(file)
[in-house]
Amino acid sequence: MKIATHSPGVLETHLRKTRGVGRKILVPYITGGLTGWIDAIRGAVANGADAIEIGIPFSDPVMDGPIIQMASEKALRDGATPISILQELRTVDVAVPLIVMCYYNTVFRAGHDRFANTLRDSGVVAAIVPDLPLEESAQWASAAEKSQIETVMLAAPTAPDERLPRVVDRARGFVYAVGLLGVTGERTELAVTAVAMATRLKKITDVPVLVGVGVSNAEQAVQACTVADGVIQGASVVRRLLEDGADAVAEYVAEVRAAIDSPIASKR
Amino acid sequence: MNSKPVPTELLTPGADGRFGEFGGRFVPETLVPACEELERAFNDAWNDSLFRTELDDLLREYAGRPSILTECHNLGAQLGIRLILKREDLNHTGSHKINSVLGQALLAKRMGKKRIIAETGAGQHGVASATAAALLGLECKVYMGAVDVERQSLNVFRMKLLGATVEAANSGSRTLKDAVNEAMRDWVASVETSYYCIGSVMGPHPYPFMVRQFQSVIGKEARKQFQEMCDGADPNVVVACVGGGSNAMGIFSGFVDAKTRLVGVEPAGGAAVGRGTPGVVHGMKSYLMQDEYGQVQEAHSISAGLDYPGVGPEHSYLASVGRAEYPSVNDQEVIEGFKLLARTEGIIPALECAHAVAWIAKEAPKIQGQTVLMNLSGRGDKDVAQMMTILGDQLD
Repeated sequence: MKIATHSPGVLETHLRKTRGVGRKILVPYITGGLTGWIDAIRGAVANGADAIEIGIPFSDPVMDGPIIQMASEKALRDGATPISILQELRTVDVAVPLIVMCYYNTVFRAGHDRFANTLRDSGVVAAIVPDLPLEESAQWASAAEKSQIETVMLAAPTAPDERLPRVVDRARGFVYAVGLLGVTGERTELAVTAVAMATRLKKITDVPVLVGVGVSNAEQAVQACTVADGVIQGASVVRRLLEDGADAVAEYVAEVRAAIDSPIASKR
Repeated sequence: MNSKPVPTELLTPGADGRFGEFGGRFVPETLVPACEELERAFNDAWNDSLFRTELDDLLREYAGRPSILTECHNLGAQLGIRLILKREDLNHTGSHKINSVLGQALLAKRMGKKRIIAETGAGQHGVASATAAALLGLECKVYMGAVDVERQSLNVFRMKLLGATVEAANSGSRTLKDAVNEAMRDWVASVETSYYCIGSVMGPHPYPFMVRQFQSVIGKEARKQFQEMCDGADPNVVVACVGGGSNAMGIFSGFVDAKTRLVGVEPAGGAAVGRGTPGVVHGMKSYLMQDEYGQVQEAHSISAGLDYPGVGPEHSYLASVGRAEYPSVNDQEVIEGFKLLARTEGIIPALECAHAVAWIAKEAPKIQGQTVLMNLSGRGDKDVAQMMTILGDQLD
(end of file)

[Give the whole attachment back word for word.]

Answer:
[in-house]
Amino acid sequence: MKIATHSPGVLETHLRKTRGVGRKILVPYITGGLTGWIDAIRGAVANGADAIEIGIPFSDPVMDGPIIQMASEKALRDGATPISILQELRTVDVAVPLIVMCYYNTVFRAGHDRFANTLRDSGVVAAIVPDLPLEESAQWASAAEKSQIETVMLAAPTAPDERLPRVVDRARGFVYAVGLLGVTGERTELAVTAVAMATRLKKITDVPVLVGVGVSNAEQAVQACTVADGVIQGASVVRRLLEDGADAVAEYVAEVRAAIDSPIASKR
Amino acid sequence: MNSKPVPTELLTPGADGRFGEFGGRFVPETLVPACEELERAFNDAWNDSLFRTELDDLLREYAGRPSILTECHNLGAQLGIRLILKREDLNHTGSHKINSVLGQALLAKRMGKKRIIAETGAGQHGVASATAAALLGLECKVYMGAVDVERQSLNVFRMKLLGATVEAANSGSRTLKDAVNEAMRDWVASVETSYYCIGSVMGPHPYPFMVRQFQSVIGKEARKQFQEMCDGADPNVVVACVGGGSNAMGIFSGFVDAKTRLVGVEPAGGAAVGRGTPGVVHGMKSYLMQDEYGQVQEAHSISAGLDYPGVGPEHSYLASVGRAEYPSVNDQEVIEGFKLLARTEGIIPALECAHAVAWIAKEAPKIQGQTVLMNLSGRGDKDVAQMMTILGDQLD
Repeated sequence: MKIATHSPGVLETHLRKTRGVGRKILVPYITGGLTGWIDAIRGAVANGADAIEIGIPFSDPVMDGPIIQMASEKALRDGATPISILQELRTVDVAVPLIVMCYYNTVFRAGHDRFANTLRDSGVVAAIVPDLPLEESAQWASAAEKSQIETVMLAAPTAPDERLPRVVDRARGFVYAVGLLGVTGERTELAVTAVAMATRLKKITDVPVLVGVGVSNAEQAVQACTVADGVIQGASVVRRLLEDGADAVAEYVAEVRAAIDSPIASKR
Repeated sequence: MNSKPVPTELLTPGADGRFGEFGGRFVPETLVPACEELERAFNDAWNDSLFRTELDDLLREYAGRPSILTECHNLGAQLGIRLILKREDLNHTGSHKINSVLGQALLAKRMGKKRIIAETGAGQHGVASATAAALLGLECKVYMGAVDVERQSLNVFRMKLLGATVEAANSGSRTLKDAVNEAMRDWVASVETSYYCIGSVMGPHPYPFMVRQFQSVIGKEARKQFQEMCDGADPNVVVACVGGGSNAMGIFSGFVDAKTRLVGVEPAGGAAVGRGTPGVVHGMKSYLMQDEYGQVQEAHSISAGLDYPGVGPEHSYLASVGRAEYPSVNDQEVIEGFKLLARTEGIIPALECAHAVAWIAKEAPKIQGQTVLMNLSGRGDKDVAQMMTILGDQLD